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Kotlin by examples: Class and Properties

dbottillo profile image Daniele Bottillo ・3 min read

I've been using Kotlin in the last few months and I'm very pleased with it! For people who don't know it, it's a language built by JetBrains (the company behind IntelliJ hence Android Studio) which compiles to the same JVM bytecode of Java.

It's a very modern and nice language which can be used along side Java files so doesn't require to convert an entire project.

In this blog post I'm gonna show you how to write in Kotlin what you usually write in an Android/Java project and why writing code with Kotlin is faster and nicer :=) .

Let's start with a standard definition of a class in Java:

public abstract class Car {
    private String name;
    Car(String name){
        this.name = name;
    }
}
public class Ford extends Car{
    private String model;
    private String color;

    Ford(String model, String color){
        super("Ford");
        this.model = model;
        this.color = color;
    }
}
Ford focus = new Ford("Focus", "blue")

Pretty standard Java classes, we have a base abstract class called ‘Car' and a proper class ‘Ford' which extends Car.
In Kotlin the same code would be:

abstract class Car(val name: String)

class Ford(val model: String, val color: String) : Car("Ford")

val focus = Ford("Focus", "Blue")

So the 15 java lines of code are just 3! In Kotlin you define constructors inline in the class definition and you have getters and setters for free based on the visibility of the fields (more on this later).
The ‘extends' keyword of Java is replaced by just a ‘:' and you can also inline the constructor of the abstract class (in this case: Car(“Ford”) ).

Ford focus = new Ford("Focus", "blue")
focus.getName()    -> java way
val focus = Ford("Focus", "Blue")
focus.name         -> kotlin way

Constructors and also methods support default values, something that Java can't do:

class Ford(val model: String, val color: String = "Blue") : Car("Ford")
val focus = Ford("Focus")
println(focus.color)          -> prints Blue

It's also possible to have named field in the creation of an object, which solve one of the main problem of Java in my opinion: to understand the meaning of the fields used to create a new object.
So let's imagine a Book class in Java with one parameter as a string:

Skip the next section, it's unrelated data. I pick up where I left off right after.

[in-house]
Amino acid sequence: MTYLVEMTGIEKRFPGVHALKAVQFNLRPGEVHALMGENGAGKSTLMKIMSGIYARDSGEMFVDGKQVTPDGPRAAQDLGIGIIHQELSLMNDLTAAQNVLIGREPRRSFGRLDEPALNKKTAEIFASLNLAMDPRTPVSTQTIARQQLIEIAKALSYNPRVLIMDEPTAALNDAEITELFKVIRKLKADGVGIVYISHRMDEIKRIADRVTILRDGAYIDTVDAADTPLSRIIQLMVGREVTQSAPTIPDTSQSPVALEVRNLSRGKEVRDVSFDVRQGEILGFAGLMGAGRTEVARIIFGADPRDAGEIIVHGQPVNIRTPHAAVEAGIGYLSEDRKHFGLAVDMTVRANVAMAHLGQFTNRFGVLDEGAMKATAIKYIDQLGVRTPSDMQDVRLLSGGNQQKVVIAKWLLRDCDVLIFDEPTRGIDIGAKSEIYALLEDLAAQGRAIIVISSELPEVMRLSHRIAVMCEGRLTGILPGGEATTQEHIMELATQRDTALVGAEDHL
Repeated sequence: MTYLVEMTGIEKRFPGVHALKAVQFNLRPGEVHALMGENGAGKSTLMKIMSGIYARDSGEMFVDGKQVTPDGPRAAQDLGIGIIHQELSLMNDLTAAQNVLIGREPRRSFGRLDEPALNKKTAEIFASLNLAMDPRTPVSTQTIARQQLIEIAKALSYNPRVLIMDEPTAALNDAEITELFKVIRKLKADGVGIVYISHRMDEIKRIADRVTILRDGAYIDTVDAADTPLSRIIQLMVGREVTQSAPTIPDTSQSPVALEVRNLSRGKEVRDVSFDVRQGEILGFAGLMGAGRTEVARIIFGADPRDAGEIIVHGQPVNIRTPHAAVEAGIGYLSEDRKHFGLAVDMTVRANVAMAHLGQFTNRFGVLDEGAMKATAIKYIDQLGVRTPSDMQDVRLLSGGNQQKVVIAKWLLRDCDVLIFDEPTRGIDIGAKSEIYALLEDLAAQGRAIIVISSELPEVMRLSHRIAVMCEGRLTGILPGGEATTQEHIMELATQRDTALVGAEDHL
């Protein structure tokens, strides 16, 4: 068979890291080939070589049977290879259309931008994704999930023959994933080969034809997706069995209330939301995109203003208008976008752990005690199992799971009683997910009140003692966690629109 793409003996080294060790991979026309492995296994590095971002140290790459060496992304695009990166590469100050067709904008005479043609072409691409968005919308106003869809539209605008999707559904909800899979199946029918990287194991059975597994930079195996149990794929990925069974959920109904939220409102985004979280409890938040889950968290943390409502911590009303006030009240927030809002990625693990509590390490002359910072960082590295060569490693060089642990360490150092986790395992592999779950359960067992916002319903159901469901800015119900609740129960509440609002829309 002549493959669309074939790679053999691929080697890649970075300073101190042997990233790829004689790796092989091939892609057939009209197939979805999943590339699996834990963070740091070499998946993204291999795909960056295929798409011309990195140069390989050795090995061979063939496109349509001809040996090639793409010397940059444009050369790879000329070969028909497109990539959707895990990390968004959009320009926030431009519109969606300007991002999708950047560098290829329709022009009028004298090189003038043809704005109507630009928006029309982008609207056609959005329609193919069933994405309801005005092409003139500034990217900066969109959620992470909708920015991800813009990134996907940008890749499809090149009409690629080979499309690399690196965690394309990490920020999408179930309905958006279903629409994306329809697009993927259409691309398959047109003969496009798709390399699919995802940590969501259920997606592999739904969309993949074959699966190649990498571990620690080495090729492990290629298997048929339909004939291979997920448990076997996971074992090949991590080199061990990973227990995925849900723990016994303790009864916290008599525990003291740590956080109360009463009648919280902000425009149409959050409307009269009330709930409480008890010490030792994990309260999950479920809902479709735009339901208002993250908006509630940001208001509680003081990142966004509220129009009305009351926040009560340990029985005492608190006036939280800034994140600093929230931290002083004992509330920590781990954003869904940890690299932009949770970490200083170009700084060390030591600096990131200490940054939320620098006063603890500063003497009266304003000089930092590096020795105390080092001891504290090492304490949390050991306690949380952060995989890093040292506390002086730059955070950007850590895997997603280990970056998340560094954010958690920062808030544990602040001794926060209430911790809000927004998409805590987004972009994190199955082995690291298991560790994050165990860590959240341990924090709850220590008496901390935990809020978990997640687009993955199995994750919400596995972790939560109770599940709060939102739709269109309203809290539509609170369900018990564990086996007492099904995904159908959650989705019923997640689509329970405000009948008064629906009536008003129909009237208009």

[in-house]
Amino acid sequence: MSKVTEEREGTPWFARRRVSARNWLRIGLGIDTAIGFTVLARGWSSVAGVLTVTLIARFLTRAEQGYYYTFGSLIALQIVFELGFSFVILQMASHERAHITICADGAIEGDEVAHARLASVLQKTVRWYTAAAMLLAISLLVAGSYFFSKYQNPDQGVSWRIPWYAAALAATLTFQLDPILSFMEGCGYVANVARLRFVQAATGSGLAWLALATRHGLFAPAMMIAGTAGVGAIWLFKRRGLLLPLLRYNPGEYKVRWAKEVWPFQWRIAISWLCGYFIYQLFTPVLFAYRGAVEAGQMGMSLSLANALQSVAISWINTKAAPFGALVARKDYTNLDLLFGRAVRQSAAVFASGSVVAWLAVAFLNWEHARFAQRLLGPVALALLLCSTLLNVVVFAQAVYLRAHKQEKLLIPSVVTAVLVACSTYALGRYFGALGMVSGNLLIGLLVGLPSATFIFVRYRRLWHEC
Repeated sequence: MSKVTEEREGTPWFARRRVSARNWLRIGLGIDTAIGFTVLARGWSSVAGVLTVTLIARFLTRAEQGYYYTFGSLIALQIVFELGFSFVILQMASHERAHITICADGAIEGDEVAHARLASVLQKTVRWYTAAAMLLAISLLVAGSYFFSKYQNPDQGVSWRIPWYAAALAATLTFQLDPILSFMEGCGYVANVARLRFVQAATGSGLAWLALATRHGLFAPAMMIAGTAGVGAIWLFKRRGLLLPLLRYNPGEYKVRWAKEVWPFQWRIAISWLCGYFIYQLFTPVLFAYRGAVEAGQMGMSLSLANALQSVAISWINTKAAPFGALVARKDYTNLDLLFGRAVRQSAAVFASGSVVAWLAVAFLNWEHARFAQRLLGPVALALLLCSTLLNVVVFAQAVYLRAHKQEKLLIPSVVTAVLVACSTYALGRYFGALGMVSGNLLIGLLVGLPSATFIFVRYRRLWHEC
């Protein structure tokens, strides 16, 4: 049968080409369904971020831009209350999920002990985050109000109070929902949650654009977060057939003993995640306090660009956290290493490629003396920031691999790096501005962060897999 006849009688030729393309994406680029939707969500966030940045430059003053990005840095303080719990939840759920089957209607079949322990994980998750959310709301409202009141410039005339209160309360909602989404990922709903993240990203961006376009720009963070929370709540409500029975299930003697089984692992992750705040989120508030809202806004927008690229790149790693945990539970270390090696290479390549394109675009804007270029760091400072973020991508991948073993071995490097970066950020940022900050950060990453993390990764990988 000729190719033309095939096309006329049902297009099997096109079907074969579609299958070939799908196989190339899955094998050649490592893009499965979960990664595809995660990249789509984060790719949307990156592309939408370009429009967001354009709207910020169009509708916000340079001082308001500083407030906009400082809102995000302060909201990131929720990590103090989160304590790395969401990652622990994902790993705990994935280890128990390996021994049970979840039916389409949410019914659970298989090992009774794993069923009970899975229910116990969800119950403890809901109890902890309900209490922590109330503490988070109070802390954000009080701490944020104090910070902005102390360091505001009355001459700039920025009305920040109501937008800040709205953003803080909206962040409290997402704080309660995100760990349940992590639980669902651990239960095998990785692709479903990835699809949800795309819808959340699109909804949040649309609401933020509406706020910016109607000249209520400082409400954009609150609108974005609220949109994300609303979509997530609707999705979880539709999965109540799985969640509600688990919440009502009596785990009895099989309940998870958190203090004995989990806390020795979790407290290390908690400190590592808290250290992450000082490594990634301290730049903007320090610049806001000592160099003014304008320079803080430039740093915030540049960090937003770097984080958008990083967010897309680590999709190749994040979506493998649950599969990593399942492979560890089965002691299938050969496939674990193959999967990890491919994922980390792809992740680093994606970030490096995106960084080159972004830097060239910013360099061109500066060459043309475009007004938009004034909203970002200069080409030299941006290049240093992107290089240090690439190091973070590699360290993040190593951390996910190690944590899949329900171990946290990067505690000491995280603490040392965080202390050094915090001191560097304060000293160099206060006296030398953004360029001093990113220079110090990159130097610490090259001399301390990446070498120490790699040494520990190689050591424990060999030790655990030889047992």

Book book = new Book("George")

What is “George ? is the author? the name of the book? the owner of the book? In Kotlin you can do this:

Book book = new Book("George")     -> Java
val book = Book("George")          -> Kotlin like Java
val book = Book(author="George")   -> more expressive way

Definitely better!

In Kotlin you can add the keyword ‘data' at the beginning of a class, if you do, the compiler will add these methods for “free”:

  • equals()/hashCode() pair,
  • toString() of the form "Ford(name=Ford, model=Focus)",
  • componentN()
  • copy()

So with just one keyword you are getting a lot of code for free! I want to show you what componentN() functions means because it's something that you can't do in Java. The idea is that you can destruct the declaration of your class:

val focus = Ford("Focus", "Blue")
val (model, color) = focus
println("$model and $color")   -> this will print: "Focus and Blue"

Also the copy method is very useful to create another object from a previous one:

val focus = Ford("Focus", "Blue")
val yellowFocus = focus.copy(color = "Yellow")

In Kotlin a property can be var or val. You can think about val as a final field in Java (so it can't be modified) and var a mutable property which cannot be null, if you want to have a mutable nullable property you need to define with “? expression:

var mutable = "mutable"
val immutable = "immutable"
mutable = "changed"                    -> 'it compiles'
immutable = "changed"                  -> 'doesn't compile'
var mutableCanBeNull: String? = null   -> 'can be null'

You can safely access a property that can be null with the keyword ‘?':

var mutable = "mutable"
println(mutable.legnth)                 -> 'print 7'
var mutableCanBeNull: String? = null
println(mutableCanBeNull?.length)       -> 'does not crash! print null'

In Android most of the time you need to wait callbacks from the framework to create objects, which means they need to be defined null until the framework is ready and then every time you use those objects you need to check if it's not null.

Kotlin solves this problem with the lateinit keyword for var properties:

lateinit var name: String     -> 'without lateinit it does not compile'
name = "Tom"
println(name.length)

Please note that you don't need to do ‘name?' but just “name' because the lateinit keyword tells the compiler that you are gonna fill the property before using it!

That's it for now! In the next post I will talk about function definitions, return types, callback and static fields.

Discussion

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leolas95 profile image
Leonardo Guedez

Nice article! Been considering learning Kotlin or Scala for Android recently, to try something different.

Also, I don't know if it's a typo, but in the example:

You can safely access a property that can be null with the keyword ‘?’:

var mutable = "mutable"
println(mutable.legnth)                 -> 'print 7'
var mutableCanBeNull: String? = null
println(mutableNull?.length)            -> 'does not crash! print null'

The last line shouldn't be mutableCanBeNull? instead of mutableNull? ?

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dbottillo profile image
Daniele Bottillo Author

Hi Leonardo, thanks for your message! yes it was, I've updated the post...!